The superintendent, who was criticized last year for comparing COVID-19 to the flu, also claims that COVID-19 is rarely being spread among students when they are at school. 

"Very rarely can we say with any certainty that someone passed COVID at school. In fact, almost never is it 100% sure," Peterson said. "Often people try to reconstruct the possibilities forget that they did something that maybe was the exposure."

The Minnesota Department of Health (MDH) cannot comment about whether students and staff are catching COVID-19 at a specific school but MDH spokesperson Erin McHenry told Bring Me The News they're "continuing to see high rates of community spread around the state and that applies to school settings as well."

As of Wednesday, Dec. 2, there were 111 active COVID-19 cases among Minnetonka students and 11 active cases among staff, according to the district's COVID dashboard. Here's the breakdown by school: 

  • 18 students and zero staff at Minnetonka High School
  • 16 students and zero staff at Minnetonka Middle School West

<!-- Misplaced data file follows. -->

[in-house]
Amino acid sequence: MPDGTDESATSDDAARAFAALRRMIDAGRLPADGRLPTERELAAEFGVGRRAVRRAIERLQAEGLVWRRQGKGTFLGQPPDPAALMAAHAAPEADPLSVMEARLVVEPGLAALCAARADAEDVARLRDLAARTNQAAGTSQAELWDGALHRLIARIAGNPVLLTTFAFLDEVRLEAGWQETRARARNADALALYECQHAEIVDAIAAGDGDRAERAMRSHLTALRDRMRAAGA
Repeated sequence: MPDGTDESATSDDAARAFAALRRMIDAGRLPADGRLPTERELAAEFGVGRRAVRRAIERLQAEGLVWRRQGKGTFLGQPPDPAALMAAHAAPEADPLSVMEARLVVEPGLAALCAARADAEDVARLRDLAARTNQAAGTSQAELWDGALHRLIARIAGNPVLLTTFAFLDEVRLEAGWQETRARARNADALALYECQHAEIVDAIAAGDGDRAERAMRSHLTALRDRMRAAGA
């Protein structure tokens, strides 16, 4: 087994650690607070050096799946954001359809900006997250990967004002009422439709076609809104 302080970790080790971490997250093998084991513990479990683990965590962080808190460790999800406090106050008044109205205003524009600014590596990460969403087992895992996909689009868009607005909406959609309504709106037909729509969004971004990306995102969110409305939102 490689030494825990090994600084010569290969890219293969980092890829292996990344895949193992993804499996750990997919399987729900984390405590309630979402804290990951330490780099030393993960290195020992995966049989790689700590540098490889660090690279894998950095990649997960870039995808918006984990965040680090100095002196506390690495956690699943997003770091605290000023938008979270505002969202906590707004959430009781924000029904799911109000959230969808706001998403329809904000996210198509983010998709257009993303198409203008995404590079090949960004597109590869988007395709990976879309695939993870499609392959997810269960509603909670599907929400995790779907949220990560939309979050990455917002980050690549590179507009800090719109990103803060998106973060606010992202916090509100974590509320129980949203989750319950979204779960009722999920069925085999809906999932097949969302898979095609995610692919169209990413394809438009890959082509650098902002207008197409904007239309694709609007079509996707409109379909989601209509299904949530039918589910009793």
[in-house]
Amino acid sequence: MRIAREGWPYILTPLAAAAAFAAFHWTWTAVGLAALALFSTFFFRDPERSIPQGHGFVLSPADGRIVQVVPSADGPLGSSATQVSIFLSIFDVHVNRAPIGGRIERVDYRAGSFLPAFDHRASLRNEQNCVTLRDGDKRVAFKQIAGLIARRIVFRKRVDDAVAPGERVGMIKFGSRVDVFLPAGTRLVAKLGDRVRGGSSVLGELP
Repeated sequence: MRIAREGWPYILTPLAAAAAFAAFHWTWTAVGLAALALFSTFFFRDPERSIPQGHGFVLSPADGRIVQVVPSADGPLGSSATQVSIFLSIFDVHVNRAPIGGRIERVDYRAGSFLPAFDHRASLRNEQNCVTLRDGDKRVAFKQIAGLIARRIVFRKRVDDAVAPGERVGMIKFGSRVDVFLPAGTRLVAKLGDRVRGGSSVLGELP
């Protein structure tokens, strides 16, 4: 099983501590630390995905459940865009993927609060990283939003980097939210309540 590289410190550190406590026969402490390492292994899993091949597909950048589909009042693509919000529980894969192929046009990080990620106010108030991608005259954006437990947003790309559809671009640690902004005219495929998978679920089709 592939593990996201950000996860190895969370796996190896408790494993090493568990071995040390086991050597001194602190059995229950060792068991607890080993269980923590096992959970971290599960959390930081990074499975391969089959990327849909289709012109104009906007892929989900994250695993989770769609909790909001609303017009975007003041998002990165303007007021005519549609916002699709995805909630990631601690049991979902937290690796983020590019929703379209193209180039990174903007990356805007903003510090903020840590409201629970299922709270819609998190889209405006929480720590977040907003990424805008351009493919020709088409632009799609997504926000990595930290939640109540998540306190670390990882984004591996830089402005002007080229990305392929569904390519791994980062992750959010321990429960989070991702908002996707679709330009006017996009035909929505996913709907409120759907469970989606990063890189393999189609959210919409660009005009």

• Six students and one staff at Minnetonka Middle School East
  • 66 elementary school students and seven elementary staff
  • Five Minnetonka Community Education Center students and three staff

A total of 587 Minnetonka students and 62 staff had recovered from COVID this school year, and 279 students and 10 staff are quarantining per Minnesota Department of Health guidelines.

The district is coming down from a multi-week surge where active cases topped neared 200 among its 10,896 students, however Lumbar Bendson said it's unclear if Thanksgiving break would make case numbers rise or if they'll continue their decline. 

Number of active COVID-19 cases in Minnetonka schools over time. 

Number of active COVID-19 cases in Minnetonka schools over time. 

The majority of cases in middle and high school kids have involved unvaccinated students and the 0- to 19-year-old age group represents the age group with the fastest growing rate of cases in Minnesota, Lumbar Bendson said. 

She also noted that if there is a person who tests positive for COVID-19 in a family, the "majority" of family members end up testing positive, regardless of vaccination status.

This school year "is more difficult" compared to last year in terms of COVID-19 cases in kids, she added. In November, Minnetonka schools hit a pandemic-high 199 active cases in a week. 

The district's highest weekly active case count in the 2020-21 school year was 40. 

This is a trend seen statewide as well among school age kids:

There is a two-week lag on the statewide school data, so the most recent orange bars are "not as high as they probably will be," Health Services Director Annie Lumbar Bendson said.